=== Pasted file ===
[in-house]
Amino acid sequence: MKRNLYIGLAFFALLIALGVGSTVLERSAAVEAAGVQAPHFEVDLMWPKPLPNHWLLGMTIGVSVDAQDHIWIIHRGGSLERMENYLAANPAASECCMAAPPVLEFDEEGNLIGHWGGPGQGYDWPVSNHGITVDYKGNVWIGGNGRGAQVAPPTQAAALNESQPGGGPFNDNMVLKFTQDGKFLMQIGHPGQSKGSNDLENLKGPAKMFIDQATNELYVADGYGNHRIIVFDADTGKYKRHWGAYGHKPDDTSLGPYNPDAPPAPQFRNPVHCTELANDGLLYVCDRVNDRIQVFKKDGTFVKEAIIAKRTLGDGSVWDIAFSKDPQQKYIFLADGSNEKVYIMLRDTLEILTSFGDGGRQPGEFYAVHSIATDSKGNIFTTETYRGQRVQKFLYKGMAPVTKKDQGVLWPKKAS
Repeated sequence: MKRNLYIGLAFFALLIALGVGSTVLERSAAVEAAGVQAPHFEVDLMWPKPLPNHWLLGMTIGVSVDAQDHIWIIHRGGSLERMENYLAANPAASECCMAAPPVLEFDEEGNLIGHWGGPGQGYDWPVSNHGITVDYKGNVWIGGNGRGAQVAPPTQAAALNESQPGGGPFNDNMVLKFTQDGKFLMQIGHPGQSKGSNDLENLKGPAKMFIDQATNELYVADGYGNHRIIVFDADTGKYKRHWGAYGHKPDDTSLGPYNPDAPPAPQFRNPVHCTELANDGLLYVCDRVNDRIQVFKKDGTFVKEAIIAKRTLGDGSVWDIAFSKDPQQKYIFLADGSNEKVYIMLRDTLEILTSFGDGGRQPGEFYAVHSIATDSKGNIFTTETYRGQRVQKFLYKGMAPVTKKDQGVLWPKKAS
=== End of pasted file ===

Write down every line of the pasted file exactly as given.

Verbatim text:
[in-house]
Amino acid sequence: MKRNLYIGLAFFALLIALGVGSTVLERSAAVEAAGVQAPHFEVDLMWPKPLPNHWLLGMTIGVSVDAQDHIWIIHRGGSLERMENYLAANPAASECCMAAPPVLEFDEEGNLIGHWGGPGQGYDWPVSNHGITVDYKGNVWIGGNGRGAQVAPPTQAAALNESQPGGGPFNDNMVLKFTQDGKFLMQIGHPGQSKGSNDLENLKGPAKMFIDQATNELYVADGYGNHRIIVFDADTGKYKRHWGAYGHKPDDTSLGPYNPDAPPAPQFRNPVHCTELANDGLLYVCDRVNDRIQVFKKDGTFVKEAIIAKRTLGDGSVWDIAFSKDPQQKYIFLADGSNEKVYIMLRDTLEILTSFGDGGRQPGEFYAVHSIATDSKGNIFTTETYRGQRVQKFLYKGMAPVTKKDQGVLWPKKAS
Repeated sequence: MKRNLYIGLAFFALLIALGVGSTVLERSAAVEAAGVQAPHFEVDLMWPKPLPNHWLLGMTIGVSVDAQDHIWIIHRGGSLERMENYLAANPAASECCMAAPPVLEFDEEGNLIGHWGGPGQGYDWPVSNHGITVDYKGNVWIGGNGRGAQVAPPTQAAALNESQPGGGPFNDNMVLKFTQDGKFLMQIGHPGQSKGSNDLENLKGPAKMFIDQATNELYVADGYGNHRIIVFDADTGKYKRHWGAYGHKPDDTSLGPYNPDAPPAPQFRNPVHCTELANDGLLYVCDRVNDRIQVFKKDGTFVKEAIIAKRTLGDGSVWDIAFSKDPQQKYIFLADGSNEKVYIMLRDTLEILTSFGDGGRQPGEFYAVHSIATDSKGNIFTTETYRGQRVQKFLYKGMAPVTKKDQGVLWPKKAS